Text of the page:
“When should I replace my running shoes?” This is a common question all runners have. But why should you even consider swapping your running shoes?
Here’s the truth. Even if your shoes feel as valuable as gold, they won’t last you forever.
As you log in more miles, the cushy foam starts to get compressed under the weight, and the outsoles begin to go bald. Once your shoes are past their prime, they can no longer protect your body from the repetitive pounding, leading to soreness and injury.
That’s why it’s always vital to know when to replace your shoes.
To help you make the right decision, I’ve compiled a list of tips and signs to help you decide when your shoes are indeed done. This guide will show you how long-running kicks typically last, the telling sign of a worn-out pair, and when to replace your running shoes.
Let’s get started.
The Exact Range
Estimates on how long running shoes should last vary, but the rule of thumb says to look for new ones every 400 to 500 miles. This means if you average 15 miles per week, you’ll need new kicks every six to eight months.
Of course, I guess you could keep running in worn-out shoes, but just like driving a car on bald tyres, the risks of something going wrong increases each time you stride the ground.
However, the 400 to 500 miles rule is not cast in stone. It’s simply a rough estimate. The exact mileage depends on many factors, such as your body weight, running style, training intensity, and more importantly, the surface on which run.
So, for instance, if you run on tough terrain or trails, you’ll need to swap your trainers for a new one sooner than if you primarily stick to softer surfaces.
The Signs to Check for
Here’s what you need to do to make sure that your sneakers don’t run you into the ground.
Keep track of your Shoe Miles
It’s often hard to tell just how many miles you have logged in your shoes, especially when you are not following a detailed running plan, or rotate through many shoes.
Here’s how to make it easier.
Use a permanent marker to write down the date of first use on a part of your trainers that won’t get worn off, then keep track of your mileage in a diary to know when it’s time to swap them out.
You should also consider using running apps such as Strava that let you monitor your mileage in different pairs of shoes. Some apps may even inform you once you’re past that 500-mile mark and suggest that you start looking for a new pair.
Check the Outsole
The outsole consists of the rubber part of the shoe that gets in contact with the ground from heel to toe. It plays an essential role because it offers the clearest sign of wear and tear.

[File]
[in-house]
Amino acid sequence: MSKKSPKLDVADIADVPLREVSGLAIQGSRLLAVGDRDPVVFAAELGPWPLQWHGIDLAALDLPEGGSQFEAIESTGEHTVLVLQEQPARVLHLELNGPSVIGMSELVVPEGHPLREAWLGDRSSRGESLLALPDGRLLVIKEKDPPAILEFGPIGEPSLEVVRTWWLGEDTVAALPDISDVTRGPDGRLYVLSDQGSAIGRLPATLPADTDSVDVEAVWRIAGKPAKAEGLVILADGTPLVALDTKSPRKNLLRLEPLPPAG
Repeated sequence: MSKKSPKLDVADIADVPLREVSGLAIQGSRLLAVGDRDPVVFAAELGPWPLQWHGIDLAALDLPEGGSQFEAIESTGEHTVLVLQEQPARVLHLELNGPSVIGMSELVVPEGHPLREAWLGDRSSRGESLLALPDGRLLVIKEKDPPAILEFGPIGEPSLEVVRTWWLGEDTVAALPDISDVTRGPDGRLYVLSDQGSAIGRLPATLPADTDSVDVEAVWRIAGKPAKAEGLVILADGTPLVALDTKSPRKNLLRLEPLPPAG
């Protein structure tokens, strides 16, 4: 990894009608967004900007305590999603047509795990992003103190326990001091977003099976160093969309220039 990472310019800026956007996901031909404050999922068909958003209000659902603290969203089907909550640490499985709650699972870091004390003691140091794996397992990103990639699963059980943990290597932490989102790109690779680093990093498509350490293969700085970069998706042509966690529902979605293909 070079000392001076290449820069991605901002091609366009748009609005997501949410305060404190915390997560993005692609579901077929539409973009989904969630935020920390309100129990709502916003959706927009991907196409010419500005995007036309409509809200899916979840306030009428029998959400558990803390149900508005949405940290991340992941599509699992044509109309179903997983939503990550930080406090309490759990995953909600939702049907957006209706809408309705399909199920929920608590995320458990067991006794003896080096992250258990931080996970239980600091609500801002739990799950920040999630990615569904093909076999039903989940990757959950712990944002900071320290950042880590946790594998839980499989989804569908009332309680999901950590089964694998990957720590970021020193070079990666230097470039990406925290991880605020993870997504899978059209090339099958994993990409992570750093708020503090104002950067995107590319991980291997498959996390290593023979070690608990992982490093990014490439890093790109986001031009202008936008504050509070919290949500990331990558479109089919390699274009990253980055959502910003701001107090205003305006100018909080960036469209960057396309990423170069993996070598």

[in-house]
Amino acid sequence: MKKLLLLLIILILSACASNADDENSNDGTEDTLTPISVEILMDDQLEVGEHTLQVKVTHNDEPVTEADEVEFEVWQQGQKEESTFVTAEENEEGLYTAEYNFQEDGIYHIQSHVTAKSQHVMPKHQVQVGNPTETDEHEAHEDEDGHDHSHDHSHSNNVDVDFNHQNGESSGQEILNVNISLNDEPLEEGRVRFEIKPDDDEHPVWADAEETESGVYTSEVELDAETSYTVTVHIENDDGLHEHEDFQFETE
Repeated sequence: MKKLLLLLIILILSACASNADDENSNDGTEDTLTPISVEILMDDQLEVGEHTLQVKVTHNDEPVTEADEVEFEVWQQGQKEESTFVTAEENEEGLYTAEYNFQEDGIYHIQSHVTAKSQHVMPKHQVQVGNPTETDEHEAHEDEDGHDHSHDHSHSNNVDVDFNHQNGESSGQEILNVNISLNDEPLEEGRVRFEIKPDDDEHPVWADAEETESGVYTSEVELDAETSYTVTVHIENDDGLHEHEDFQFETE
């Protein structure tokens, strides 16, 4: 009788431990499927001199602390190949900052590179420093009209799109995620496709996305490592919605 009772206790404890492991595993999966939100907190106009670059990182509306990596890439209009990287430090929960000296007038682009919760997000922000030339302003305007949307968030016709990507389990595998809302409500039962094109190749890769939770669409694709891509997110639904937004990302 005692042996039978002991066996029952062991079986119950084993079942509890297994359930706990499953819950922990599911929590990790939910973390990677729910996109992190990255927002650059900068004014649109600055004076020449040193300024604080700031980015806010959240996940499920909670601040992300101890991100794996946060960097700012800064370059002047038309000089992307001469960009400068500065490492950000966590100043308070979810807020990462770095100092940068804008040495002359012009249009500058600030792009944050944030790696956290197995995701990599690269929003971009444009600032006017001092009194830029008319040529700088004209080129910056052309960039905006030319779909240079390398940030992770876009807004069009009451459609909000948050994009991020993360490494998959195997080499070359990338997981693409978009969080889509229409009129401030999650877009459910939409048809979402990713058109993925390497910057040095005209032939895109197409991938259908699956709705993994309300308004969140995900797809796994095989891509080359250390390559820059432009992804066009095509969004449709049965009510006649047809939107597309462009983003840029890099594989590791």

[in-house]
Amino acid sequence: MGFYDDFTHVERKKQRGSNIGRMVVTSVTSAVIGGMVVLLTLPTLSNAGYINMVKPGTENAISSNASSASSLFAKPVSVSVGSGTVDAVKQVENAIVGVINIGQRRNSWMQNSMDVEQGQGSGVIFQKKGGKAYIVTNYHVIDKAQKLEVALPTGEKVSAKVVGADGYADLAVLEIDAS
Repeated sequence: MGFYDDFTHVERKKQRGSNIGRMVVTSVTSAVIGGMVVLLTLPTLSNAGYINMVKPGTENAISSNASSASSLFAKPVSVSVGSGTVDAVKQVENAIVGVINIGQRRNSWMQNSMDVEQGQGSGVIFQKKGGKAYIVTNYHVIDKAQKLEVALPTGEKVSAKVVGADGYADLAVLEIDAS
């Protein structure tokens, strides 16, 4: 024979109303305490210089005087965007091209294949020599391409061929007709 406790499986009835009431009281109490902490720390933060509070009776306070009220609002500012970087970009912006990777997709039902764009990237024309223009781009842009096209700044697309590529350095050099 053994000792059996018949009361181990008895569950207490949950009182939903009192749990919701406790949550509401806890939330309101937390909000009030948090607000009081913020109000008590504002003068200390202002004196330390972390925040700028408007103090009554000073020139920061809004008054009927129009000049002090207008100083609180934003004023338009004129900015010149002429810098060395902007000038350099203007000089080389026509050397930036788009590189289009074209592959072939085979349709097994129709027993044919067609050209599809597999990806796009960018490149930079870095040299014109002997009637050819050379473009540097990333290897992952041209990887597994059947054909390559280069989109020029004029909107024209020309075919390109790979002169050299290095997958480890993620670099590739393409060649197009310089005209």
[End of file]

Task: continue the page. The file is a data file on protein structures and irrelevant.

The outsoles of your running shoes are equipped with treads, just like car tyres, which helps reduce landing’s impact and grip the road. As you log in more miles, the rubber on the bottom outsole begins to wear away.
Look for any bald spots on the outsole of your trainers where the rubber has broken down. This is especially the case if the tread is entirely gone or the outsole is completely white.
You’re Feeling Pain
Wear, tear, and mileage aside, one more thing to check whether you need to ditch your shoes is your own body.
When your sole-mate no longer offers ample support and protection as they did when you first started using them, it usually leads to pain.
If you’re starting to experience annoying little pains, especially aching arches, sore soles, painful knees, tender shins, and other small nuisances, then it’s time to assess your shoes.
There you have it! The above guidelines are all you need to make sure you know when it’s time to turn off the switch on your running shoes and look for new ones. Just make sure to head to the nearest running speciality store when looking for new sole-mates. That way you make sure you make the right decision both for your wallet and running enjoyment. The rest is just details.
Please feel free to leave your comments and questions in the section below.
In the meantime, thank you for dropping by.
Keep running strong.
About the author:
David Dack is an established fitness blogger and running expert. When he’s not training for his next marathon, he’s doing research and trying to help as many people as possible to share his fitness philosophy. Check his blog Runners Blueprint for more info.
Guest post by David Dack
Images purchased by David Dack from Fotolia
I agree, depends on how often you use them.
Indeed, I tend to usually run 2-3 times a week
What an interesting post. Thank you. I tend to wait until I see damage which is not very sensible.
Yes I replaced my trail shoes recently as they were starting to wear down at the heels but I couldn’t tell you how many miles I did in them, but had them for about a year